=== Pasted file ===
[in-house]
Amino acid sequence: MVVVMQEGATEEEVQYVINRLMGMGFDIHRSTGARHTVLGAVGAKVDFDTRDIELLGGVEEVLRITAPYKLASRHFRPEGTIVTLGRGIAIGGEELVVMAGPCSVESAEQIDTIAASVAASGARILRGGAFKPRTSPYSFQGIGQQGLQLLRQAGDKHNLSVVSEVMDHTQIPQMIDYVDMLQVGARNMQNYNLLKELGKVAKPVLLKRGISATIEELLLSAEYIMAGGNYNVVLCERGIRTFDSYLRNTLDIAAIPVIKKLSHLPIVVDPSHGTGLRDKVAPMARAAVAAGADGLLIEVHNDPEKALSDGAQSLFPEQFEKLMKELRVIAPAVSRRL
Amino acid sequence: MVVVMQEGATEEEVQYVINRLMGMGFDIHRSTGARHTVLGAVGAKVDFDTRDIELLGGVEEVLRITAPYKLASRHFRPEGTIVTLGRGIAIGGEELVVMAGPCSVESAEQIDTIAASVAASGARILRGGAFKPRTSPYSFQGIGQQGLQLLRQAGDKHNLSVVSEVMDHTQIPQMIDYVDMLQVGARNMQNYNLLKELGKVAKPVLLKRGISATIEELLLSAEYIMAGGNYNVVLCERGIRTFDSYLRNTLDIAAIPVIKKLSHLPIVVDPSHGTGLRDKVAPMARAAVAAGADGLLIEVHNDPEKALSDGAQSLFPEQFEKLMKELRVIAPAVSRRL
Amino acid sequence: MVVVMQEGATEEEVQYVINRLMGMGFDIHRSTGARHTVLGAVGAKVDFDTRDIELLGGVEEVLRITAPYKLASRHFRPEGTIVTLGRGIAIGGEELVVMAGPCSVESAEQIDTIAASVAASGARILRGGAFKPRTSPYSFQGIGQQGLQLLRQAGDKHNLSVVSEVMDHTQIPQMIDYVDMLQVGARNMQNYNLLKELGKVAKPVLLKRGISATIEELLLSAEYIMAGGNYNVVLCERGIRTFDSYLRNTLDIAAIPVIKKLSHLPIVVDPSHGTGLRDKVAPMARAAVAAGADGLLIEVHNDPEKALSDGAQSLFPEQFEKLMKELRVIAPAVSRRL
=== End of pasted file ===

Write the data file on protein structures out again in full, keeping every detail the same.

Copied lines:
[in-house]
Amino acid sequence: MVVVMQEGATEEEVQYVINRLMGMGFDIHRSTGARHTVLGAVGAKVDFDTRDIELLGGVEEVLRITAPYKLASRHFRPEGTIVTLGRGIAIGGEELVVMAGPCSVESAEQIDTIAASVAASGARILRGGAFKPRTSPYSFQGIGQQGLQLLRQAGDKHNLSVVSEVMDHTQIPQMIDYVDMLQVGARNMQNYNLLKELGKVAKPVLLKRGISATIEELLLSAEYIMAGGNYNVVLCERGIRTFDSYLRNTLDIAAIPVIKKLSHLPIVVDPSHGTGLRDKVAPMARAAVAAGADGLLIEVHNDPEKALSDGAQSLFPEQFEKLMKELRVIAPAVSRRL
Amino acid sequence: MVVVMQEGATEEEVQYVINRLMGMGFDIHRSTGARHTVLGAVGAKVDFDTRDIELLGGVEEVLRITAPYKLASRHFRPEGTIVTLGRGIAIGGEELVVMAGPCSVESAEQIDTIAASVAASGARILRGGAFKPRTSPYSFQGIGQQGLQLLRQAGDKHNLSVVSEVMDHTQIPQMIDYVDMLQVGARNMQNYNLLKELGKVAKPVLLKRGISATIEELLLSAEYIMAGGNYNVVLCERGIRTFDSYLRNTLDIAAIPVIKKLSHLPIVVDPSHGTGLRDKVAPMARAAVAAGADGLLIEVHNDPEKALSDGAQSLFPEQFEKLMKELRVIAPAVSRRL
Amino acid sequence: MVVVMQEGATEEEVQYVINRLMGMGFDIHRSTGARHTVLGAVGAKVDFDTRDIELLGGVEEVLRITAPYKLASRHFRPEGTIVTLGRGIAIGGEELVVMAGPCSVESAEQIDTIAASVAASGARILRGGAFKPRTSPYSFQGIGQQGLQLLRQAGDKHNLSVVSEVMDHTQIPQMIDYVDMLQVGARNMQNYNLLKELGKVAKPVLLKRGISATIEELLLSAEYIMAGGNYNVVLCERGIRTFDSYLRNTLDIAAIPVIKKLSHLPIVVDPSHGTGLRDKVAPMARAAVAAGADGLLIEVHNDPEKALSDGAQSLFPEQFEKLMKELRVIAPAVSRRL